Comment: Re:they will defeat themselves (Score 1) 949

by TheCarp (#47930607) Attached to: ISIS Bans Math and Social Studies For Children

> Their policies cripple their own society while competing societies flourish, until they
> eventually consign themselves to irrelevance.

No I think you even there give them too much credit. The bigger problem for them is....only the most hard core actually like seeing beheadings. Vanishingly few people anywhere actually really support attacking civilian targets.

Most people are willing to overlook civilians targeted by the side they see themselves allied with, but its very hard for anyone to do that when those are the only targets or the most salient ones.

Their strategy alienates them from the society they want to control. It may get them fear, and fear might help them get and maintain some amount of control but, they will alienate themselves from the population they would want to hide amongst.

I mean seriously, when Al Queda feels its a good PR move to distance themselves from you and call you barbaric, you really are not winning points with anyone.

Comment: Re:they will defeat themselves (Score 4, Informative) 949

by TheCarp (#47928213) Attached to: ISIS Bans Math and Social Studies For Children

I take it your "evidence" is watching the news:
http://belfercenter.ksg.harvar...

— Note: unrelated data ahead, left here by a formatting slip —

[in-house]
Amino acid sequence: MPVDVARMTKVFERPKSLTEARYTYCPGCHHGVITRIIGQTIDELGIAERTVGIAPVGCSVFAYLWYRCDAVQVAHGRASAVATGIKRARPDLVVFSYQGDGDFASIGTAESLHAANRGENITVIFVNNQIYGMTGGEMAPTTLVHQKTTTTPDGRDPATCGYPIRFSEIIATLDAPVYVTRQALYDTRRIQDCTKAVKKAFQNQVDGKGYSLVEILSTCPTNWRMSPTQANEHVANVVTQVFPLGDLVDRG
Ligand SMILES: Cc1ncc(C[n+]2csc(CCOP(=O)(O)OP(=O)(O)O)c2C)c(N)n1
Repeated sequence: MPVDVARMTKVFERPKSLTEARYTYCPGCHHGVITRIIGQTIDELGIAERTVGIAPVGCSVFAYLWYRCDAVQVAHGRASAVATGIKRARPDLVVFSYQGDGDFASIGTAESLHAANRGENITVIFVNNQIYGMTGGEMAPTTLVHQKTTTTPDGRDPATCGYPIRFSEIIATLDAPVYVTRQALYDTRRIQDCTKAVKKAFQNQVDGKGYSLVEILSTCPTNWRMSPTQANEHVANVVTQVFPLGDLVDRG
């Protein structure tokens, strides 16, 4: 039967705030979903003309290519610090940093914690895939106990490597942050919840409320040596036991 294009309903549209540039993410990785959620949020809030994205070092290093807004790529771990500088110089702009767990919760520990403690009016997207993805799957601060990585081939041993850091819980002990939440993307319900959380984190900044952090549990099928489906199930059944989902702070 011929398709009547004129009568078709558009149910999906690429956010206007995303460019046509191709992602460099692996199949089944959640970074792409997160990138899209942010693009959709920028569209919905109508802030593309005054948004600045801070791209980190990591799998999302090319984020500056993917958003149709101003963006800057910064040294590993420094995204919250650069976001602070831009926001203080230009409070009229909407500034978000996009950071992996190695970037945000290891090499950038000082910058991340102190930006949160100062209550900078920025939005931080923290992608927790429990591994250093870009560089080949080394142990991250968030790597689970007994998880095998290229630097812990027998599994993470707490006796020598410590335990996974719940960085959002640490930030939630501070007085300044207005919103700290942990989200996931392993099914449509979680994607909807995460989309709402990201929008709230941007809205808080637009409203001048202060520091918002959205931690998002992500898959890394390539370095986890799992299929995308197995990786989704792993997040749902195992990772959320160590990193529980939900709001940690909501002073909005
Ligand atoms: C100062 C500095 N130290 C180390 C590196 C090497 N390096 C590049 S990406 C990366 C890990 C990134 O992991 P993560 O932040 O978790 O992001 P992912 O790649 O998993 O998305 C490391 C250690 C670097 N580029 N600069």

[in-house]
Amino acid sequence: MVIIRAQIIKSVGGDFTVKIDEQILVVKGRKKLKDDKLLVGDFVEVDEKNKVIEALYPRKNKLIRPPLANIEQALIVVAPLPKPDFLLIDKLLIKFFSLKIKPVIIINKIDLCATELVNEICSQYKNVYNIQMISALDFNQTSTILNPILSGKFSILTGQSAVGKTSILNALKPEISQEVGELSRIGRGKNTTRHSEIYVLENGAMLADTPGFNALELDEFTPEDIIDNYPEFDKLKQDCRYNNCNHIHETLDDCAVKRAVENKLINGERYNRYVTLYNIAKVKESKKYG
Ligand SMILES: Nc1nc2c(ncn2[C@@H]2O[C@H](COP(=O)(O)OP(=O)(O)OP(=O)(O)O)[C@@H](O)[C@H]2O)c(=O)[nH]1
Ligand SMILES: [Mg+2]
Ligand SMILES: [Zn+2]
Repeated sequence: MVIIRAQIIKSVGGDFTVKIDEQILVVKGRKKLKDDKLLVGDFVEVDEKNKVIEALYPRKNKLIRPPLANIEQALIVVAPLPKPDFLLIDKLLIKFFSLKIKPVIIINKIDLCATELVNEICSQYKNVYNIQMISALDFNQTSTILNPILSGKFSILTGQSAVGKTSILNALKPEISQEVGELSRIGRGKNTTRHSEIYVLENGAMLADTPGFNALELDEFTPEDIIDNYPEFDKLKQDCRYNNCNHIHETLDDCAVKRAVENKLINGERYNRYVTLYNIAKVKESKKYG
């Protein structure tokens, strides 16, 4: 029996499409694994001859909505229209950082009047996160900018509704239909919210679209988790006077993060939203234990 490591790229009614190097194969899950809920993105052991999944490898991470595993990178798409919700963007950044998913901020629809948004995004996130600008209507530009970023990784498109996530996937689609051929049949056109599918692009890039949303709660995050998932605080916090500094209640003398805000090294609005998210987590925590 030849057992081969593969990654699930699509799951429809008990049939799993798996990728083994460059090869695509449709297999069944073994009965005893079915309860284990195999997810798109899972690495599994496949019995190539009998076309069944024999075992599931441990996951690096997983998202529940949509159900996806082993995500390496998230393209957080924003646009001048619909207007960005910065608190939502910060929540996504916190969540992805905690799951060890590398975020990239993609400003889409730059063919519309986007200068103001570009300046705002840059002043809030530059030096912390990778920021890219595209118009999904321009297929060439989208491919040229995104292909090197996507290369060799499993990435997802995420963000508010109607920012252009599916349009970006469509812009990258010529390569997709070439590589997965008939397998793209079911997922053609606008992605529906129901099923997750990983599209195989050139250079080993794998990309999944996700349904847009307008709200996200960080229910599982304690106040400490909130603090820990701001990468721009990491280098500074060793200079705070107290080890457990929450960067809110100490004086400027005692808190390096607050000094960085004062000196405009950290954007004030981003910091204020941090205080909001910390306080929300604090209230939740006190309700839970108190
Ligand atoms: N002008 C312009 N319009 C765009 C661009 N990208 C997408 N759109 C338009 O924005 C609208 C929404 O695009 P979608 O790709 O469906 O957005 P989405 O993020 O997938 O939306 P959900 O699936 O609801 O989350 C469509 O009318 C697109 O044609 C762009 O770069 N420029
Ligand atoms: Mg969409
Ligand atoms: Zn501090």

The key variable for FTO success is a tactical one: target selection. Terrorist groups whose attacks on civilian targets outnumber attacks on military targets do not tend to achieve their policy objectives, regardless of their nature. Contrary to the prevailing view that terrorism is an effective means of political coercion, the universe of cases suggests that, first, contemporary terrorist groups rarely achieve their policy objectives and, second, the poor success rate is inherent to the tactic of terrorism itself.

Comment: Re:Actually against Islam (Score 2) 949

by TheCarp (#47927857) Attached to: ISIS Bans Math and Social Studies For Children

> I mean they are so bad that Al'Quaeda calls them barbaric.

This is an important point. Now I am not expert but, even I have seen stories, old stories, from back when the wars in Iraq and Afghanistan were new, even back then there was intelligence chatter showing internal divides within Al Queda, even debates as to whether their own terrorist strategies are even effective in the first place.

and there really is some evidence that they are not, and the more barbaric they are, the less effective they are. In fact, if I remember right, this isn't even the first group Al Queda has thusly criticized.

Comment: Re:they will defeat themselves (Score 5, Insightful) 949

by TheCarp (#47927593) Attached to: ISIS Bans Math and Social Studies For Children

Well as a closed system maybe but, if your "society" is being propped up via funding and arms, and you have no need to actually produce anything yourself or even produce engineers at all, then it isn't as much of a problem.

That said, what would really make it tough for them is a lack of opposition. Their tactics tend to be very self defeating when the larger powers don't overreact and get drawn into conflict with them.